The co-owners now have 30 English Angora rabbits, around 20 of whom are albino.

Higbe-Harrah spoke on how she and Guzman take care of the bunnies. “They mostly eat hay so we just buy a small bale of hay,” she said. “And then they just eat palettes and leafy greens, so we just get different herbs and vegetables from the grocery store for them. They like fruit as treats.”

One thing that the co-owners have to be cautious about is breeding among the bunnies. “There was one point where one of our unneutered males got in with our females and then all of a sudden we had like five litters at once,” Higbe-Harrah recounted. “That was stressful.”

Another challenge that goes with it is the cost of spaying. These bunnies are listed as exotic pets, so it costs around $300 to spay each. “We pay for these costs out of our pocket. Neither of us have kids. We just think of them as kids we’re raising.”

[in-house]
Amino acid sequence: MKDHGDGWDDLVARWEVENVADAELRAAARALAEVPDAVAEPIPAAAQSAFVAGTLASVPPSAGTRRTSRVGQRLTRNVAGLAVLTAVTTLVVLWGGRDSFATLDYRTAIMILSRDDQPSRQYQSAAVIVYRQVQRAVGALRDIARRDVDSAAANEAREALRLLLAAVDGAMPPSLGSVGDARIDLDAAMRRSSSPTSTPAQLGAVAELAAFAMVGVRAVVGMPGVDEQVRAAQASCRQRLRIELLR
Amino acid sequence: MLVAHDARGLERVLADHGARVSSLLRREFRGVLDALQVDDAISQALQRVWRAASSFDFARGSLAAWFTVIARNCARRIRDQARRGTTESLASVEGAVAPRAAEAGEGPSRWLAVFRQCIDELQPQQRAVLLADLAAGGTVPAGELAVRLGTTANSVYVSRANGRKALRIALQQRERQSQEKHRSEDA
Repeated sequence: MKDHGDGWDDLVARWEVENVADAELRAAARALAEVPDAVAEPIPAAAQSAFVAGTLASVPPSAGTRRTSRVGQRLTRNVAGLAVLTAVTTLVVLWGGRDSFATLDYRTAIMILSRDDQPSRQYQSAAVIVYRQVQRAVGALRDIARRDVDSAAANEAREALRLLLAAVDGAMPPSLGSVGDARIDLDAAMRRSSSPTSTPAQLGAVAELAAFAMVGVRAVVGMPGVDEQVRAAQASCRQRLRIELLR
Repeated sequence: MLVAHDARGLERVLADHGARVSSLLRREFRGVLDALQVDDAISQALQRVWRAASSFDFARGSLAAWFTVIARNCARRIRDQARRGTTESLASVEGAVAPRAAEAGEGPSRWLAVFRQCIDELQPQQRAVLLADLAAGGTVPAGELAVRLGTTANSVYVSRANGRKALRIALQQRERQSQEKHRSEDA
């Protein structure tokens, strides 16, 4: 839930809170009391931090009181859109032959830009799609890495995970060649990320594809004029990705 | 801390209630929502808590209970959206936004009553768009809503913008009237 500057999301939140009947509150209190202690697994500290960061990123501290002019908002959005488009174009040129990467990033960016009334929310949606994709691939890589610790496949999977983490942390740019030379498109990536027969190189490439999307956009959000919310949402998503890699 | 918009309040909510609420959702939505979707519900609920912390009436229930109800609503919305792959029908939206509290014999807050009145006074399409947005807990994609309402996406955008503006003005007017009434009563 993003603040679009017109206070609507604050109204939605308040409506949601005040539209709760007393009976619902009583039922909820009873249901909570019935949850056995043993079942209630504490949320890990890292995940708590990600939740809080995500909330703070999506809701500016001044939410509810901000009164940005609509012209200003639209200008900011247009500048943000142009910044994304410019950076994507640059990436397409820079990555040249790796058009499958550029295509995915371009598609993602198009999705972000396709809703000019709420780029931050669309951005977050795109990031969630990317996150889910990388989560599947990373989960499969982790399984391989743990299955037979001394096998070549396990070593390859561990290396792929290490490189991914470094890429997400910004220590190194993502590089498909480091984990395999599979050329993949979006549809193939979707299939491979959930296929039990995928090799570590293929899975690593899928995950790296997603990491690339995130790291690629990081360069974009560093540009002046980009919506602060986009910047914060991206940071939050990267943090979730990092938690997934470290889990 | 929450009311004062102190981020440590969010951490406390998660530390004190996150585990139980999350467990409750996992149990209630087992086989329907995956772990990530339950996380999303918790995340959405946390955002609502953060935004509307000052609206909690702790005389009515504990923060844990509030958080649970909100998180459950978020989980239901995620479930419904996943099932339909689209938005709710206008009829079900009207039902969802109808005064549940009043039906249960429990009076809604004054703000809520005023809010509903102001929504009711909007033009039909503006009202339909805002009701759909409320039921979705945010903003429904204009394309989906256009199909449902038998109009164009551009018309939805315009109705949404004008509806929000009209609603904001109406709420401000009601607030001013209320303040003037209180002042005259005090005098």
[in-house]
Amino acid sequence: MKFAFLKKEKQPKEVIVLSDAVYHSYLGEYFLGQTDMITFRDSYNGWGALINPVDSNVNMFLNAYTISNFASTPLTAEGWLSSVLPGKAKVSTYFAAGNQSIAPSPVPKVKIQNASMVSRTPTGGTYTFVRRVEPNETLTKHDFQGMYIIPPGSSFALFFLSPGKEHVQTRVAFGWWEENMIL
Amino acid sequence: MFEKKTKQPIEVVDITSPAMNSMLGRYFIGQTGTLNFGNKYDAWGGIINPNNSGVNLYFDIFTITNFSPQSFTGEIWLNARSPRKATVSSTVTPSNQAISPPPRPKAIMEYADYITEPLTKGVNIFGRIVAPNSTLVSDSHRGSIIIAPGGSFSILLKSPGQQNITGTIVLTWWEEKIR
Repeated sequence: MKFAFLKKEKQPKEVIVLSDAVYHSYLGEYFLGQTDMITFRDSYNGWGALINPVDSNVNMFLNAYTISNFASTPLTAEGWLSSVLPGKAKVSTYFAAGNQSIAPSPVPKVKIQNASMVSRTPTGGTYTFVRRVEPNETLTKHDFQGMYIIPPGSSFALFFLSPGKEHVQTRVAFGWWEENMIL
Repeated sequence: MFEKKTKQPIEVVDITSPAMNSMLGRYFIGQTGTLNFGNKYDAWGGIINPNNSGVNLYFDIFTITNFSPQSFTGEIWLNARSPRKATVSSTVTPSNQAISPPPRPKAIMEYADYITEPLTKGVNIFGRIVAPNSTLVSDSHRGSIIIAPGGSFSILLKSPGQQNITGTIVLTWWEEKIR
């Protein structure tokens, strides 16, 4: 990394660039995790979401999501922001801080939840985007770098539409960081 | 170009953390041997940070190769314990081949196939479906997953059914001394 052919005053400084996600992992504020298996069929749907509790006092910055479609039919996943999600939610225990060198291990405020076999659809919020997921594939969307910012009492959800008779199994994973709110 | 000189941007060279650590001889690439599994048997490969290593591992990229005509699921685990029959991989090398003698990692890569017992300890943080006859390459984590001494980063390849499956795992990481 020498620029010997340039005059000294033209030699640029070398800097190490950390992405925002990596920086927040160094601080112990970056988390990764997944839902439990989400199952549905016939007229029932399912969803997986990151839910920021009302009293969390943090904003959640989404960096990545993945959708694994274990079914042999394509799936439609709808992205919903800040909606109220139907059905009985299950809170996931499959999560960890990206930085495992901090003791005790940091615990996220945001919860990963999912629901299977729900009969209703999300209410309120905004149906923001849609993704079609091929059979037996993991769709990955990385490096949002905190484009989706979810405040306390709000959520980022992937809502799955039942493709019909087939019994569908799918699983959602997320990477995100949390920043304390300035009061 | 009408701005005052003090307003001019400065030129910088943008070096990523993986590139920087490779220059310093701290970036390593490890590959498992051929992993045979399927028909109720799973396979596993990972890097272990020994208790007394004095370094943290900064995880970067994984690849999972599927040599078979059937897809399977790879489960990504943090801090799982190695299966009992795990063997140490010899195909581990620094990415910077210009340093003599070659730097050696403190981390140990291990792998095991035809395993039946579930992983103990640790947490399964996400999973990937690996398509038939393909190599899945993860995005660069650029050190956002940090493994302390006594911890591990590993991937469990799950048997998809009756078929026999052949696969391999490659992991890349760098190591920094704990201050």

The two are also concerned about the contagion of RHDV-2, a rare disease that has been getting more common among bunnies.

Higbe-Harrah explained that baby bunnies also pose other challenges. “Babies are higher maintenance — you have to watch your steps to not step on them at home,” she said. “Things like that.”

In the winter, there are also obstacles to getting the bunnies outdoor time. Higbe-Harrah noted one solution she and Guzman came up with. “Sometimes when [we are] in Stanley Park and then in the winter when the parks are wet, we will just bring them in their stroller to like two different malls and walk around,” she said.

During her time off from work, Higbe-Harrah also teaches the bunnies tricks with strollers and carriers. She also potty-trains them, and tries to train them to stay within a certain radius of [the two owners] and come back when called. “They know how to jump into [the stroller] and usually [when] we have the carriers put down for when we’re packing up, they’re just getting into the carrier's themselves,” she added.